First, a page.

Over the last little while, I’ve started to suffer from lack of space on the hard disk in my laptop, which is ridiculous, since there’s an 80GB disk in there and there is no way I have that much data I need to hang on to. I decided to do something about it last week. The main part of the problem was to figure out what was eating all the space:
du tells you exactly what’s using how much, but it’s hard to get a feel for where your space has gone by scanning through pages of
du output. So I built a program to help.
spaceviz is a small Python program that takes the output of
du -ak, and builds you a picture and HTML client-side imagemap of your space usage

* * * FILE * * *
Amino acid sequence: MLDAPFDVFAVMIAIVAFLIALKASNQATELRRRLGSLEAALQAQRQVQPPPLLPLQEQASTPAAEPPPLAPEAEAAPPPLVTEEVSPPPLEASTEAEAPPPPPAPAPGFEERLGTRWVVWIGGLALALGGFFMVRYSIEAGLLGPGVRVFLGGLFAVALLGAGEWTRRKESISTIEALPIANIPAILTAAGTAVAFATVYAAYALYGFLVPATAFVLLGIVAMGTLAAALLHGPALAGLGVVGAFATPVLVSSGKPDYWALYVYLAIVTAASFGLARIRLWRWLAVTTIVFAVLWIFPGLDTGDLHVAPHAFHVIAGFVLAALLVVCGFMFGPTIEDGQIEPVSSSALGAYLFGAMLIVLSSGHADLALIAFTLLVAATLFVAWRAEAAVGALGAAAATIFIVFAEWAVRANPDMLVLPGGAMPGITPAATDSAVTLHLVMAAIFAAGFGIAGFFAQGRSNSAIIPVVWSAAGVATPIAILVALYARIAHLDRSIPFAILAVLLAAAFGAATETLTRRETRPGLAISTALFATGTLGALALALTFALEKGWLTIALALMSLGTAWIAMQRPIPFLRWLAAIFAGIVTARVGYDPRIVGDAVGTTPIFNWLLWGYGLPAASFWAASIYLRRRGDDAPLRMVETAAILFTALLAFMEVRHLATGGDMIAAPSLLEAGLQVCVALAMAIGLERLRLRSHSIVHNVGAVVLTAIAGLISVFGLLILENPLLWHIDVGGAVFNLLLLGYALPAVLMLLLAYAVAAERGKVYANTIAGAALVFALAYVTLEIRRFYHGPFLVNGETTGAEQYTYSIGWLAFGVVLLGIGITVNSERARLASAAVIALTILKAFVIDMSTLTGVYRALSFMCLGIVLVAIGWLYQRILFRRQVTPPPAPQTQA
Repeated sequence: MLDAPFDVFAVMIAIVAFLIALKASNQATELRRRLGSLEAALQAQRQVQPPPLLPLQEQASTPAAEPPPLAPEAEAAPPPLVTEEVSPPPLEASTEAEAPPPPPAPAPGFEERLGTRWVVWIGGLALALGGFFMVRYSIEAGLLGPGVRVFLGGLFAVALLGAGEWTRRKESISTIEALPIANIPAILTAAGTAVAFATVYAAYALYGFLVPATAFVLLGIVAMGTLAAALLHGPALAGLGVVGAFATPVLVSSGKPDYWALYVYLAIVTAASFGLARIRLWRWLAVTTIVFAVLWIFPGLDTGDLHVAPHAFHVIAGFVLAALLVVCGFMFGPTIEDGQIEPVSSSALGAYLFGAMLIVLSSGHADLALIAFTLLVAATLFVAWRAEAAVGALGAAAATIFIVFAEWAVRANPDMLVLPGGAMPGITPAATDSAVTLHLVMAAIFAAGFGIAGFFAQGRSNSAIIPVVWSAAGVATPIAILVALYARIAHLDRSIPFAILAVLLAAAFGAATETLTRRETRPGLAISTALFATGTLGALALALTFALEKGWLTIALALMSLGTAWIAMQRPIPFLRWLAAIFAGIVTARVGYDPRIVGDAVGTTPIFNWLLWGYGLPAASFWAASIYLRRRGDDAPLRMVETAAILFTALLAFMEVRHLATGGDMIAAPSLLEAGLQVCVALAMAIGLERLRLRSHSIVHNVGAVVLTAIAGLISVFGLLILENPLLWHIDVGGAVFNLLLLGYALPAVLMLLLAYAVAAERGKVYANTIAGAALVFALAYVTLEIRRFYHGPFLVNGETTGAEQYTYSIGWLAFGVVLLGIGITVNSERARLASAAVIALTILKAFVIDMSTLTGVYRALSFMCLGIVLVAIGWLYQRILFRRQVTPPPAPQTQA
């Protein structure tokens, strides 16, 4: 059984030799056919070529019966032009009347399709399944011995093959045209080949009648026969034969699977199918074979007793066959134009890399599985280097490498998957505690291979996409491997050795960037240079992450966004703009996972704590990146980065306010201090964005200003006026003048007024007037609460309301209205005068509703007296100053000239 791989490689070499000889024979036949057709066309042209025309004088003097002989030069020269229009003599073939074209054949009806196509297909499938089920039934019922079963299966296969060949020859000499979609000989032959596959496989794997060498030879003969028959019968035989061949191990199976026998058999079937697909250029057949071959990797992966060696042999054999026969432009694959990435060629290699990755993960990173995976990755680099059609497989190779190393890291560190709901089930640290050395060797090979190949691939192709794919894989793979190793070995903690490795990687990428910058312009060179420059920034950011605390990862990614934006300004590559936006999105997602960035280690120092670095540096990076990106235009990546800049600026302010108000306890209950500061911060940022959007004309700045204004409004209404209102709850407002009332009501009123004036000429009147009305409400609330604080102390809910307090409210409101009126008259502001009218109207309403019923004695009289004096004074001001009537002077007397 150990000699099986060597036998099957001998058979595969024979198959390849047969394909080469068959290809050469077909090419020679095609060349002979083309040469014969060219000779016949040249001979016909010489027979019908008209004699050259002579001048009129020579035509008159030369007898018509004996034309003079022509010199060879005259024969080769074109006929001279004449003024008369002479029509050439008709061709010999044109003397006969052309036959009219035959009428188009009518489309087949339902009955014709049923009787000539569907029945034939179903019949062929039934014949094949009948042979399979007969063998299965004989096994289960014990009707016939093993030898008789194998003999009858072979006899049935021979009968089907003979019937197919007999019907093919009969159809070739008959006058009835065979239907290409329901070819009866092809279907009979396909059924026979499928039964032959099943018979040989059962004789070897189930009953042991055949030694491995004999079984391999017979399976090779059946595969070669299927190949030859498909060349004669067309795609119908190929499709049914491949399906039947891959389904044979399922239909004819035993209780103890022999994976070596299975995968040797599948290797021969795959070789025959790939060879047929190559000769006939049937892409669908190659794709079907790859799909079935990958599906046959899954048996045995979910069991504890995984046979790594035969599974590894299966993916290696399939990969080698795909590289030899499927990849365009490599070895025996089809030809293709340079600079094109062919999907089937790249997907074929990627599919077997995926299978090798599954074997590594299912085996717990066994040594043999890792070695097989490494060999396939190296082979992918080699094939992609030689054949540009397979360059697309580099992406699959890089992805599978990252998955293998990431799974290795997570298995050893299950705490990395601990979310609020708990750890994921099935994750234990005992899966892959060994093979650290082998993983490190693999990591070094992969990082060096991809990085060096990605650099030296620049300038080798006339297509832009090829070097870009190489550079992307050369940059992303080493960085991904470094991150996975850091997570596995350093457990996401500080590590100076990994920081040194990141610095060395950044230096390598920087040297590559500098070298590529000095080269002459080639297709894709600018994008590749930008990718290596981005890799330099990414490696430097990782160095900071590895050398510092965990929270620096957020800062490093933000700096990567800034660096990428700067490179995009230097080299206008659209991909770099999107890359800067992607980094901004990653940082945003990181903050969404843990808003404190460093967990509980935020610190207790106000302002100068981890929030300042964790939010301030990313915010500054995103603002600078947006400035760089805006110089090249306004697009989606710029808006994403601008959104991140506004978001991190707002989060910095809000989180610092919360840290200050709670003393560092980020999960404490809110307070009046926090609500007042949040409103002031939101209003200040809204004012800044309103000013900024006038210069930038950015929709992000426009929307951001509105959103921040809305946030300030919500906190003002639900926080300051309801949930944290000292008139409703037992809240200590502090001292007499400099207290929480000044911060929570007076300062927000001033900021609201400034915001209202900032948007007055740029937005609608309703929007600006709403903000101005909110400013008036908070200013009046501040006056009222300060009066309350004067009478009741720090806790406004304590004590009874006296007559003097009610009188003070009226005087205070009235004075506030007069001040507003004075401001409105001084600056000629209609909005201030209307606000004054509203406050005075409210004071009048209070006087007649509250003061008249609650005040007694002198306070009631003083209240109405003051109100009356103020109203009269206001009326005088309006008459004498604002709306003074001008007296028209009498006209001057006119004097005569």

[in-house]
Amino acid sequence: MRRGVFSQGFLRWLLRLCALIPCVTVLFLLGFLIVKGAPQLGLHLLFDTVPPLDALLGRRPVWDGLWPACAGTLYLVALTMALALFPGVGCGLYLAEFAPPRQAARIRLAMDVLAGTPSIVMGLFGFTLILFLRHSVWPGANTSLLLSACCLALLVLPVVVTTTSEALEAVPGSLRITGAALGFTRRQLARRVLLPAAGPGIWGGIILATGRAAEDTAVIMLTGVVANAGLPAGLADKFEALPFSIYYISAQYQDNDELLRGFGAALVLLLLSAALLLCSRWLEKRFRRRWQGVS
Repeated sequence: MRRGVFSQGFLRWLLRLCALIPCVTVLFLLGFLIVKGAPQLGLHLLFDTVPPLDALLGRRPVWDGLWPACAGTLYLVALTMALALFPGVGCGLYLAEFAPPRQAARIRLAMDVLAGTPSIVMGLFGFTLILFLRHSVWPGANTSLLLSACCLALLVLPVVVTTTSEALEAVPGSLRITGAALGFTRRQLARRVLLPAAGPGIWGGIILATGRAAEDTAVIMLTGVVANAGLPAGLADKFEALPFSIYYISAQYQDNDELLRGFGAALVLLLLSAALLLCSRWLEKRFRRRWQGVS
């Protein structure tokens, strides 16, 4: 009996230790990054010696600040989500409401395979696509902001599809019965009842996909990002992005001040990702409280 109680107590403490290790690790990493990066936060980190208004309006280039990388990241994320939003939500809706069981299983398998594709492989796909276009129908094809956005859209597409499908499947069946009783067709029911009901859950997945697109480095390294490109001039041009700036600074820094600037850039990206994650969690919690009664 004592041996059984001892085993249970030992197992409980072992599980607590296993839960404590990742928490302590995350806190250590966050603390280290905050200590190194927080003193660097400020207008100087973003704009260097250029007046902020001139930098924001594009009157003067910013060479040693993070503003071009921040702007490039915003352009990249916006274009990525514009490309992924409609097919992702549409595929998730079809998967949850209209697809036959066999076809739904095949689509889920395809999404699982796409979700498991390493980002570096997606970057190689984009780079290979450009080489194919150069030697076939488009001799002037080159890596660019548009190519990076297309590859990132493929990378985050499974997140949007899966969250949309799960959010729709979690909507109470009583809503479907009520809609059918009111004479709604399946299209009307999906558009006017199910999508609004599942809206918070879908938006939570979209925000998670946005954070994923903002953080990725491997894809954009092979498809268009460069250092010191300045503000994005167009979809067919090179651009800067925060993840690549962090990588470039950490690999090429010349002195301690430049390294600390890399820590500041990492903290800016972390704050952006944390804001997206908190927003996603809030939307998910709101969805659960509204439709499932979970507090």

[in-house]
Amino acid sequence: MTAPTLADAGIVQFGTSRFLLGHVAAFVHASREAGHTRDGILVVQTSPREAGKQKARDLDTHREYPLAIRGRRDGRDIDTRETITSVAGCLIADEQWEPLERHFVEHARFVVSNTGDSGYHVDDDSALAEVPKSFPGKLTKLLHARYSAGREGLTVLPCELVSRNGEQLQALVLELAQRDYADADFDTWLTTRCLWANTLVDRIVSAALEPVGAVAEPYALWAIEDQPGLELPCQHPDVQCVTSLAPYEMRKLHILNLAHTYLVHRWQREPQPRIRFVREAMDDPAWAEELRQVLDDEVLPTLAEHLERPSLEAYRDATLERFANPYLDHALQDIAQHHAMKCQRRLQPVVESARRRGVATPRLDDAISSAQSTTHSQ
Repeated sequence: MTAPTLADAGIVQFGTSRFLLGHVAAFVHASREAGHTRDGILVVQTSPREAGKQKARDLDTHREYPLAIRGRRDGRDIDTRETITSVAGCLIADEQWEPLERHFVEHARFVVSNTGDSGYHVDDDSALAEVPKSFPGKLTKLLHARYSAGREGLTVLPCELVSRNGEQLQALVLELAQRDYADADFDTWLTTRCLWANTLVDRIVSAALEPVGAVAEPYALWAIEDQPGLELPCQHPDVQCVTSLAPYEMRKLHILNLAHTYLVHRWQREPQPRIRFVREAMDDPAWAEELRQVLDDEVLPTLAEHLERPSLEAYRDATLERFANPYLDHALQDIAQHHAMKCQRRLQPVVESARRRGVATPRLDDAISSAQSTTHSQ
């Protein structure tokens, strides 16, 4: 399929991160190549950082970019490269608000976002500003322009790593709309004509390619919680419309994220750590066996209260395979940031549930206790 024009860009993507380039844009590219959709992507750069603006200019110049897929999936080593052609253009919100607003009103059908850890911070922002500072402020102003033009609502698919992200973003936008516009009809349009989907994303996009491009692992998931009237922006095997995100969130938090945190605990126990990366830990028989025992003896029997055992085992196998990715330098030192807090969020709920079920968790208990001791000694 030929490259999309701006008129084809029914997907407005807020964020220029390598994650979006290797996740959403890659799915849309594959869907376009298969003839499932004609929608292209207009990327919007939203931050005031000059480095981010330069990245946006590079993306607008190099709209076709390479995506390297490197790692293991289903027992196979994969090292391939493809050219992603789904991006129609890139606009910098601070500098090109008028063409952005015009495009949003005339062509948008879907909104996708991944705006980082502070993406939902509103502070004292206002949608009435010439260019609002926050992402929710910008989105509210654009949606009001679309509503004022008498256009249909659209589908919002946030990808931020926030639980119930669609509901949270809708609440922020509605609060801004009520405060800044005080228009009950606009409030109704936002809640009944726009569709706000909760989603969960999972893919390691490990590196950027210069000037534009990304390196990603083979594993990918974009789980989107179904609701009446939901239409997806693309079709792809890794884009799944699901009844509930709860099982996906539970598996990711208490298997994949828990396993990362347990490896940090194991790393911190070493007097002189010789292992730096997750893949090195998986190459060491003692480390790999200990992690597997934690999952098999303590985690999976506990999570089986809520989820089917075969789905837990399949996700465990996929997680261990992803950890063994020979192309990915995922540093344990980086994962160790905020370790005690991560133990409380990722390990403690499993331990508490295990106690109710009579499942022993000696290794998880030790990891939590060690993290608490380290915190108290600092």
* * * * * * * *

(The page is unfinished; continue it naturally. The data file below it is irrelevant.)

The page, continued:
Running it against the output of
du -ak / showed me very clearly where all the space had gone: not only did I have a few seasons of various TV shows on my disk (which I already knew were there), but I had 11 GB of unneeded gzipped RDF data left over from a project that finished earlier this year (that I had forgotten about). Instant win!
To run it for yourself, check out the mercurial repository
http://hg.opensource.lshift.net/spaceviz, and run
make veryclean all ROOT=/
ROOT=/ with a definition of
ROOT that points at the directory tree you want to generate usage data for. The makefile will take care of running
spaceviz.py for you. Edit the settings for
spaceviz.py to change the dimensions of the generated picture.
The program runs not only on Linux without fuss, but also on OS X so long as you have the
netpbm port installed to convert the python-generated PPM file to a browser-accessible (and much more efficiently compressed!) PNG.